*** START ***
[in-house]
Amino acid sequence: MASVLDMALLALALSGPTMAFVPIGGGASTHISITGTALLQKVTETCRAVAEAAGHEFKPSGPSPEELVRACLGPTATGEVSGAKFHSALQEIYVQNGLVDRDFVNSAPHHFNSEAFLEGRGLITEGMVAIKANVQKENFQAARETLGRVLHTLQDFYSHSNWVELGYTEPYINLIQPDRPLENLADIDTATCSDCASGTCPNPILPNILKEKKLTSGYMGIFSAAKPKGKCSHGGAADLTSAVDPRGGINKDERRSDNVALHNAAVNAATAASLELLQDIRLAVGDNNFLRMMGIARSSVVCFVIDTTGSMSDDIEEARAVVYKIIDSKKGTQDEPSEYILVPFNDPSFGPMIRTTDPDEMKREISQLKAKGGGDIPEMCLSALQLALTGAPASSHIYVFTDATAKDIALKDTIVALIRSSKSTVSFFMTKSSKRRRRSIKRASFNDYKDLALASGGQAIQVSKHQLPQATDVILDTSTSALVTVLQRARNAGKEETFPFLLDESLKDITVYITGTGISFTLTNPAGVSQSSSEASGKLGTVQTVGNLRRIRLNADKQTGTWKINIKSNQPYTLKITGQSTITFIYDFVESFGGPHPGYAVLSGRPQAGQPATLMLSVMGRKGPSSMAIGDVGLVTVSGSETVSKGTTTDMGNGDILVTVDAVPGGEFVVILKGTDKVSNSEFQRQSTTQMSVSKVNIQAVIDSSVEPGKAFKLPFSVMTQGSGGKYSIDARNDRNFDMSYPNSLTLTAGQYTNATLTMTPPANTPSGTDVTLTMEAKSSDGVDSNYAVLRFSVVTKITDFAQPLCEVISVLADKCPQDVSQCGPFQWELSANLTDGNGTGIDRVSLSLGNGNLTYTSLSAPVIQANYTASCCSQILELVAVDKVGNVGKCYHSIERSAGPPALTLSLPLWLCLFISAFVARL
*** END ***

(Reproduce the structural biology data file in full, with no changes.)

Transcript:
[in-house]
Amino acid sequence: MASVLDMALLALALSGPTMAFVPIGGGASTHISITGTALLQKVTETCRAVAEAAGHEFKPSGPSPEELVRACLGPTATGEVSGAKFHSALQEIYVQNGLVDRDFVNSAPHHFNSEAFLEGRGLITEGMVAIKANVQKENFQAARETLGRVLHTLQDFYSHSNWVELGYTEPYINLIQPDRPLENLADIDTATCSDCASGTCPNPILPNILKEKKLTSGYMGIFSAAKPKGKCSHGGAADLTSAVDPRGGINKDERRSDNVALHNAAVNAATAASLELLQDIRLAVGDNNFLRMMGIARSSVVCFVIDTTGSMSDDIEEARAVVYKIIDSKKGTQDEPSEYILVPFNDPSFGPMIRTTDPDEMKREISQLKAKGGGDIPEMCLSALQLALTGAPASSHIYVFTDATAKDIALKDTIVALIRSSKSTVSFFMTKSSKRRRRSIKRASFNDYKDLALASGGQAIQVSKHQLPQATDVILDTSTSALVTVLQRARNAGKEETFPFLLDESLKDITVYITGTGISFTLTNPAGVSQSSSEASGKLGTVQTVGNLRRIRLNADKQTGTWKINIKSNQPYTLKITGQSTITFIYDFVESFGGPHPGYAVLSGRPQAGQPATLMLSVMGRKGPSSMAIGDVGLVTVSGSETVSKGTTTDMGNGDILVTVDAVPGGEFVVILKGTDKVSNSEFQRQSTTQMSVSKVNIQAVIDSSVEPGKAFKLPFSVMTQGSGGKYSIDARNDRNFDMSYPNSLTLTAGQYTNATLTMTPPANTPSGTDVTLTMEAKSSDGVDSNYAVLRFSVVTKITDFAQPLCEVISVLADKCPQDVSQCGPFQWELSANLTDGNGTGIDRVSLSLGNGNLTYTSLSAPVIQANYTASCCSQILELVAVDKVGNVGKCYHSIERSAGPPALTLSLPLWLCLFISAFVARL